The Language of the Streets

Miami Latin hip-hop negotiates its past with its present

Wearing a black bowler hat and baggy pants, Latin hip-hop MC Platano steps inside Hoy Como Ayer and struts through the crowd. He settles near the back of the club, where he anxiously awaits the stage while watching the SoFla Kings finish their set. The Kings (consisting of MCs Bombillo and TropyCo) rhyme in rattling Spanglish over bone-crushing crunk beats. With long and pointy dreadlocks and loose-fitting hip-hop jerseys, the Latin hip-hop duo looks and sounds like three different cultures jammed into a blender.

The clubgoers at Hoy Como Ayer clearly love the dynamic. They sing along to each song and heave toward the stage as the beats crescendo. At the end of their set, the SoFla Kings send an effusive shout-out to Miami's Latin hip-hop movement. It might sound hokey — particularly in a city like Miami — but the scene at Hoy Como Ayer seems infused with a genuine sense of momentum, purpose, and unity.

"All of us [in Miami] got different styles," comments Bombillo after the show. "But we all support each other because we all are on the same boat, you know, the Miami sound. We are all in it together."

Jonathan Postal
Bombillo (left) and TropyCo of the SoFla Kings
Bombillo (left) and TropyCo of the SoFla Kings


perform every Tuesday night. Cover is $10, and doors open at 10:00 p.m. For more information, call 305-541-2631.
Hoy Como Ayer, 2212 SW 8th St, Miami.

For those who don't know, SoFla Kings and Platano are among the crme de la crme of the local Latin hip-hop/reggaeton community. They sell thousands of copies of their underground mixtapes on Miami's streets, have a weekly Tuesday-night gig at Hoy Como Ayer, and when reggaeton superstars such as Tego Calderon and Zion y Lennox come to town, they regularly open the show for them.

Though to an extent they may be leapfrogging from the success of that genre's superstars — and are regularly dubbed reggaeton by those outside the scene — SoFla Kings and Platano have very little to do with the genre aesthetically.

"None of us are really reggaeton. We are Latin hip-hop artists. In the past we have worked with the reggaetoneros, and we don't hate on them. We feel good about their successes. For them it has been a long time coming and they deserve it. But what we do in Miami is Latin hip-hop," comments TropyCo.

That may be true, but the temptation for acts such as Platano and the SoFla Kings to conflate the very different genres of Latin hip-hop and reggaeton is both great and persistent. There's a pervasive mainstream interest in reggaeton, and major labels are scouring every square inch of Miami in search of the next Daddy Yankee. It's doubtful the A&R agents will squabble over what are, in their minds at least, meaningless genre definitions. As with Seattle's grunge explosion in the Nineties or crunk's ascent in the first half of this decade, if the sound is even in the ballpark (and, in this case, if your skin is the right tint), then fans, labels, and even some of the bands themselves will happily overlook differences in semantics.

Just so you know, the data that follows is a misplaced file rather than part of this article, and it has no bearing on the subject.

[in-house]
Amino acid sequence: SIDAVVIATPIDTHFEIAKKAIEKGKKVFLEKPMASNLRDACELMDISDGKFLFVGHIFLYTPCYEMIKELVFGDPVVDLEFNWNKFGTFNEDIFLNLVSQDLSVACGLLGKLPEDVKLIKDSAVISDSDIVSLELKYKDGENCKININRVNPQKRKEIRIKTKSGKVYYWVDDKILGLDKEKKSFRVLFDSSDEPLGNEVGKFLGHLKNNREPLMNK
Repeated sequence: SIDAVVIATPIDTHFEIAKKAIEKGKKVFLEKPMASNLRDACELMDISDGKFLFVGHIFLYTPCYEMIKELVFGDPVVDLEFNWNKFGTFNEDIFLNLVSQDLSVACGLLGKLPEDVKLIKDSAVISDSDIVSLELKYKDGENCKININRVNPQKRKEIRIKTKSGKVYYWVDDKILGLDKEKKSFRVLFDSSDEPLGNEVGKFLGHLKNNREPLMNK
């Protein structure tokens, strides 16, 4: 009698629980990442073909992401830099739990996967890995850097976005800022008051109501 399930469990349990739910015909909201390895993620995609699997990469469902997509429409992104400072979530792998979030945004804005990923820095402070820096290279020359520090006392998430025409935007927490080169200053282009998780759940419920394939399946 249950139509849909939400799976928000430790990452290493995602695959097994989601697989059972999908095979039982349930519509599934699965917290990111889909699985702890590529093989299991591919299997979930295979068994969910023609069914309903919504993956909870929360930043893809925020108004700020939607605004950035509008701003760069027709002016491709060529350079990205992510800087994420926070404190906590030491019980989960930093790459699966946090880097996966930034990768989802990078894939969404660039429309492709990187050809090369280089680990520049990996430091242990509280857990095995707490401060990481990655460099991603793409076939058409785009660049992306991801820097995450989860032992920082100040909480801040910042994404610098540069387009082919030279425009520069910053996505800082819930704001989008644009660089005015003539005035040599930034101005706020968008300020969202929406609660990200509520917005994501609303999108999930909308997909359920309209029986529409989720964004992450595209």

However, the SoFla Kings make no such compromises. "I'm always thankful for the doors that people like Daddy Yankee have opened for us in Miami, but I want the people that haven't heard of us yet to understand that [our style] is not new. Platano, Sito, Pitbull, and us, we have been doing this mix for years," explains TropyCo.

The SoFla Kings began flirting seriously with music around 1998. They were soon approached by Warner Bros., but the talks fell through because of the group's unwillingness to retreat on one major issue. "[Labels] wanted us to choose between English and Spanish. But to us it didn't feel right," TropyCo says.

Meanwhile Platano's star began to rise when he hooked up with Miami hip-hop artist Don Dinero a couple of years ago. "[Don Dinero] took me under his wing. People like Don Dinero and Pitbull are really the cabecillas [headhunters] of the Miami scene. Don Dinero was one of the first ones to commercialize it in Miami, and he was the first Miami artist to get radio airplay on the salsa stations."

As with the SoFla Kings, the temptation for Platano to jump on the reggaeton bandwagon is great. "[The popularity of] reggaeton has helped me a lot," Platano comments. "For people to see me, a Miami artist, opening a concert for a Tego Calderon, it's great because it validates your work. And major labels see that and we get a shot."

But the differences between the Miami's Latin hip-hop faction and artists like Tego Calderon are striking. The SoFla Kings and Platano generally don't employ the Dembow riddim, the basis for all Puerto Rican reggaeton, but instead draw more heavily upon Southern hip-hop influences.

"We are not out to imitate anyone. We just take the sounds that are around the city. We mix Miami's 2 Live Crew with Puerto Rican legends like Vico C and Eddie Dee and then add our crunk beats to it," remarks Platano.

The final deal-breaker is once again language. True reggaeton, according to the genre's purists, is sung only in Spanish. Even within the Latin hip-hop community, there is a stigma associated with the English language. The fallacy goes that if you rhyme in English, you're selling out.

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